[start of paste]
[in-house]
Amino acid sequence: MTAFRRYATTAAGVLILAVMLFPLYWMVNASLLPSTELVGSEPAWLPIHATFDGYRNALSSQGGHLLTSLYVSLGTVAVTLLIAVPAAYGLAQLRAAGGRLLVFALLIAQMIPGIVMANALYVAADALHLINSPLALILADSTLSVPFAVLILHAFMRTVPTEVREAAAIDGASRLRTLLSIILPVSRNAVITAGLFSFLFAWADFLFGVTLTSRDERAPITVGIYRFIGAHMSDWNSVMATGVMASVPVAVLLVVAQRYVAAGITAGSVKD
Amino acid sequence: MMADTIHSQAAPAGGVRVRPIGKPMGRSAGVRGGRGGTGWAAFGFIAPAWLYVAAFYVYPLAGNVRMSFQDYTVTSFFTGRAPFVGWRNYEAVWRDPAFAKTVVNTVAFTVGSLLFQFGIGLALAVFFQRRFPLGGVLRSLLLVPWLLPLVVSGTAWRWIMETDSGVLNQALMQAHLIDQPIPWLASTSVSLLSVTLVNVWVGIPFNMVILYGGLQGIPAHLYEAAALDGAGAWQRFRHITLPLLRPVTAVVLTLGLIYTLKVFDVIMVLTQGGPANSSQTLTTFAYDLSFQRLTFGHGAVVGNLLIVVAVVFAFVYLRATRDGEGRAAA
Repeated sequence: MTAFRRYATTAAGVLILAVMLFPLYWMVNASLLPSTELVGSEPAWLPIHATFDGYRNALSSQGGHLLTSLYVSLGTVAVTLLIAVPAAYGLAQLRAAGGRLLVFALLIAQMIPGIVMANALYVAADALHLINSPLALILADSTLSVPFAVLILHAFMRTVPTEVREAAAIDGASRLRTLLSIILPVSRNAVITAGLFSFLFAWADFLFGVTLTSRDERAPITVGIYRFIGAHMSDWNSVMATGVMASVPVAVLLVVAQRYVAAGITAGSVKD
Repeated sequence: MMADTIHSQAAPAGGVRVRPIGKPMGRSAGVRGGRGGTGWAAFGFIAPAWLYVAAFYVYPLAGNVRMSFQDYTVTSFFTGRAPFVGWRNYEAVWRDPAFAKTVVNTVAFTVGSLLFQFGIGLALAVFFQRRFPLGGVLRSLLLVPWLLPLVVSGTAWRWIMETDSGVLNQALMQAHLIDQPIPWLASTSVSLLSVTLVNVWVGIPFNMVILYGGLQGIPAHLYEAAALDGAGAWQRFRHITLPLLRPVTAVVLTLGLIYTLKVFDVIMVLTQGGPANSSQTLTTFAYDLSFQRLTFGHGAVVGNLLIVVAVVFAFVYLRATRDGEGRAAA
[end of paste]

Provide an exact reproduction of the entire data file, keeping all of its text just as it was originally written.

[in-house]
Amino acid sequence: MTAFRRYATTAAGVLILAVMLFPLYWMVNASLLPSTELVGSEPAWLPIHATFDGYRNALSSQGGHLLTSLYVSLGTVAVTLLIAVPAAYGLAQLRAAGGRLLVFALLIAQMIPGIVMANALYVAADALHLINSPLALILADSTLSVPFAVLILHAFMRTVPTEVREAAAIDGASRLRTLLSIILPVSRNAVITAGLFSFLFAWADFLFGVTLTSRDERAPITVGIYRFIGAHMSDWNSVMATGVMASVPVAVLLVVAQRYVAAGITAGSVKD
Amino acid sequence: MMADTIHSQAAPAGGVRVRPIGKPMGRSAGVRGGRGGTGWAAFGFIAPAWLYVAAFYVYPLAGNVRMSFQDYTVTSFFTGRAPFVGWRNYEAVWRDPAFAKTVVNTVAFTVGSLLFQFGIGLALAVFFQRRFPLGGVLRSLLLVPWLLPLVVSGTAWRWIMETDSGVLNQALMQAHLIDQPIPWLASTSVSLLSVTLVNVWVGIPFNMVILYGGLQGIPAHLYEAAALDGAGAWQRFRHITLPLLRPVTAVVLTLGLIYTLKVFDVIMVLTQGGPANSSQTLTTFAYDLSFQRLTFGHGAVVGNLLIVVAVVFAFVYLRATRDGEGRAAA
Repeated sequence: MTAFRRYATTAAGVLILAVMLFPLYWMVNASLLPSTELVGSEPAWLPIHATFDGYRNALSSQGGHLLTSLYVSLGTVAVTLLIAVPAAYGLAQLRAAGGRLLVFALLIAQMIPGIVMANALYVAADALHLINSPLALILADSTLSVPFAVLILHAFMRTVPTEVREAAAIDGASRLRTLLSIILPVSRNAVITAGLFSFLFAWADFLFGVTLTSRDERAPITVGIYRFIGAHMSDWNSVMATGVMASVPVAVLLVVAQRYVAAGITAGSVKD
Repeated sequence: MMADTIHSQAAPAGGVRVRPIGKPMGRSAGVRGGRGGTGWAAFGFIAPAWLYVAAFYVYPLAGNVRMSFQDYTVTSFFTGRAPFVGWRNYEAVWRDPAFAKTVVNTVAFTVGSLLFQFGIGLALAVFFQRRFPLGGVLRSLLLVPWLLPLVVSGTAWRWIMETDSGVLNQALMQAHLIDQPIPWLASTSVSLLSVTLVNVWVGIPFNMVILYGGLQGIPAHLYEAAALDGAGAWQRFRHITLPLLRPVTAVVLTLGLIYTLKVFDVIMVLTQGGPANSSQTLTTFAYDLSFQRLTFGHGAVVGNLLIVVAVVFAFVYLRATRDGEGRAAA